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Jethro Tull - Crest of a Knave CD (album) cover


Jethro Tull


Prog Folk

3.23 | 608 ratings

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Prog Reviewer
3 stars Drum machines? Check. Veteran 1960s rockers imitating popular 1980s bands which sported bandanas? Check. Heavy metal? No way!!!

CREST OF A KNAVE is easily the best Jethro Tull album of the eighties, and I've always enjoyed it more than HEAVY HORSES or STORMWATCH (if that sounds like sufficient recommendation). True, at certain moments the music sags. What's the purpose, for example, of recycling one of the main themes of THICK AS A BRICK in 'Mountain Men'? But the comparative sparsity of the band's sound (the liner notes defiantly proclaim: 'Jethro Tull are Ian Anderson, Martin Barre, David Pegg') allows the lead guitar to open up and (almost) dominate proceedings in a way it hadn't done since MINSTREL IN THE GALLERY. As opposed to BROADSWORD AND THE BEAST, where his solos only irritate, Martin Barre now sounds subtle, rough (when required) and inspired throughout. Best of all, Ian Anderson has come up with a range of memorable melodies, e.g. 'Jump Start', 'Farm on the Freeway', 'Budapest' - and never mind that he tries to sing like Mark Knopfler much of the time. Of course, the instrumental variations in the extended middle section of 'Budapest' can't hold a candle to similar passages created when Barriemore Barlow, Jeffrey Hammond-Hammond and John Evans were in the band, but they sound charming all the same. And to my delight, on 'The Waking Edge' Anderson even tries one of the things he does best: singing about heartbreak and desolation.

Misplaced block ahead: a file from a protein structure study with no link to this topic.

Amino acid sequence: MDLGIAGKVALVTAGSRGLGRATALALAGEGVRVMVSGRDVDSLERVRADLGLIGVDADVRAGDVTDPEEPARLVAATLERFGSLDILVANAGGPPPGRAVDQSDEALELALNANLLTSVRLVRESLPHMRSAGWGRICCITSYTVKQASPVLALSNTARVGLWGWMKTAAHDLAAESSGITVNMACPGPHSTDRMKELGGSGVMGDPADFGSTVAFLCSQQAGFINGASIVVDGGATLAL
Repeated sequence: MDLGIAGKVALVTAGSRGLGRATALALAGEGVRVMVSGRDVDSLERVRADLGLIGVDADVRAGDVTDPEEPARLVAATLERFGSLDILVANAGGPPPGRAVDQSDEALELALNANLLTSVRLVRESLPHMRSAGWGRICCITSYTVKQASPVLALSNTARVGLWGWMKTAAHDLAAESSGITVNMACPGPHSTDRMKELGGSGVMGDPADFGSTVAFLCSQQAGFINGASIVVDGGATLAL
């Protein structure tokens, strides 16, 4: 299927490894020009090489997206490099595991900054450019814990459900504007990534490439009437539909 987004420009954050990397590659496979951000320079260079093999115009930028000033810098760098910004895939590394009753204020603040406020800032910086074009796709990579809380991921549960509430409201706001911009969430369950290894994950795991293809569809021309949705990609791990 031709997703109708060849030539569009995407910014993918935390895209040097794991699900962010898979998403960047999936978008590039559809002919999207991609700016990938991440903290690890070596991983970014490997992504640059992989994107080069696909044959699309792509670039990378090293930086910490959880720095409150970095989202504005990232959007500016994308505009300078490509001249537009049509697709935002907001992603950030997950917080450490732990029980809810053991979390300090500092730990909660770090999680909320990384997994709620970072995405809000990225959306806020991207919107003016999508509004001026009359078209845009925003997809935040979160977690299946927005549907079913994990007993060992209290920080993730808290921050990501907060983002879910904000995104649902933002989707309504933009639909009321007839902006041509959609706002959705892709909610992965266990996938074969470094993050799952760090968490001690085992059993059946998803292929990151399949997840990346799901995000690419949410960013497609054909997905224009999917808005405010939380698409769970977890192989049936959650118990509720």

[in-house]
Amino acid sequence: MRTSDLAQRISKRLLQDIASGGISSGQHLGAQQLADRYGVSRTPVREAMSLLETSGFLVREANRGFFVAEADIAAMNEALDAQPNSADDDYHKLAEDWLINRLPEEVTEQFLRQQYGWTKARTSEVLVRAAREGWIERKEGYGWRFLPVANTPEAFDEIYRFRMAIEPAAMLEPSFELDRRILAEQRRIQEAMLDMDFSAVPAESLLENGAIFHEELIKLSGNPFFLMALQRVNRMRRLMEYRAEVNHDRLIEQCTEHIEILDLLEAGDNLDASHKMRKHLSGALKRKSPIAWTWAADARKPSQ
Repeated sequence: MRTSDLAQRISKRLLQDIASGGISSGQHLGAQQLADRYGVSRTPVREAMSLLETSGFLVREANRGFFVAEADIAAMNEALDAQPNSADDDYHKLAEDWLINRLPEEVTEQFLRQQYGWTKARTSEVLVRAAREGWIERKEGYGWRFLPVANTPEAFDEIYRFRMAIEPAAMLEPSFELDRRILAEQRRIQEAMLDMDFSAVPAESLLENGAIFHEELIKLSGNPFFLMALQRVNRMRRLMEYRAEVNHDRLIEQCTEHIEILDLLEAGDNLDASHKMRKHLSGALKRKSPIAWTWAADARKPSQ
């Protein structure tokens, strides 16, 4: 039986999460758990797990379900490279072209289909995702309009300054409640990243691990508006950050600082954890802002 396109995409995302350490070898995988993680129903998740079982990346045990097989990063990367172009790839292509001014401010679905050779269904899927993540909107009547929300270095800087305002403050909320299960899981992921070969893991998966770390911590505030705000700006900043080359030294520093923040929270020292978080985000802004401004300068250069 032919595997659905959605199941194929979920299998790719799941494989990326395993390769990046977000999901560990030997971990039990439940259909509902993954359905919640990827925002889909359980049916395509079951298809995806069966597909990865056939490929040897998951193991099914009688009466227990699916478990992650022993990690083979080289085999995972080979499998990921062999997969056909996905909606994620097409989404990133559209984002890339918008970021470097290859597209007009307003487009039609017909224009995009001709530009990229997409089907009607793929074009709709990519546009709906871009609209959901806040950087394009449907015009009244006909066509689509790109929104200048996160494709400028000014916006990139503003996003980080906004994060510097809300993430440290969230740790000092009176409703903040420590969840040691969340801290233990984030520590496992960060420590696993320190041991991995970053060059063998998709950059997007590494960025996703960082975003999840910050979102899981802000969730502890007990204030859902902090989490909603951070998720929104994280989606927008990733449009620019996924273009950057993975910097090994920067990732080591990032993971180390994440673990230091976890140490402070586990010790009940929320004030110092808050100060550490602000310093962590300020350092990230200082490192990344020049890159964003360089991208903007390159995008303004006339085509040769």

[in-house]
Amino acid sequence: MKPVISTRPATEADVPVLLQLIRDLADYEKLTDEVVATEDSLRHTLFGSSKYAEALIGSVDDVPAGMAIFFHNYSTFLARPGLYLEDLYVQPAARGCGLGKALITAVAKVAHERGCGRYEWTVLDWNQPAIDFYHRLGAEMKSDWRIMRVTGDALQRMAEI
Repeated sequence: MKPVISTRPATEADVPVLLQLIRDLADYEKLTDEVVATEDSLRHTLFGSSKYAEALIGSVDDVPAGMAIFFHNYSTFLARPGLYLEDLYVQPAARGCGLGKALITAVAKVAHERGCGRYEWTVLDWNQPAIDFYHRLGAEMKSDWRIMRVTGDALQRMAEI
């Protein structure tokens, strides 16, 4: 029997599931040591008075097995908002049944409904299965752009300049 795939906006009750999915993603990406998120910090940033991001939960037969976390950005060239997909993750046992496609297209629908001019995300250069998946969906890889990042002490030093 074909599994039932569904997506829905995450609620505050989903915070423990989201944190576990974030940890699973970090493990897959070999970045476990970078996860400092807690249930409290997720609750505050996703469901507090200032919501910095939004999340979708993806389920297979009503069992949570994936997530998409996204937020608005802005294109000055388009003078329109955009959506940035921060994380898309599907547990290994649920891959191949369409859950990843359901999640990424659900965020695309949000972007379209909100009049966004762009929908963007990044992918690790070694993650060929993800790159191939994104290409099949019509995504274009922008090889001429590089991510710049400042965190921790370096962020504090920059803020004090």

fuxi | 3/5 |


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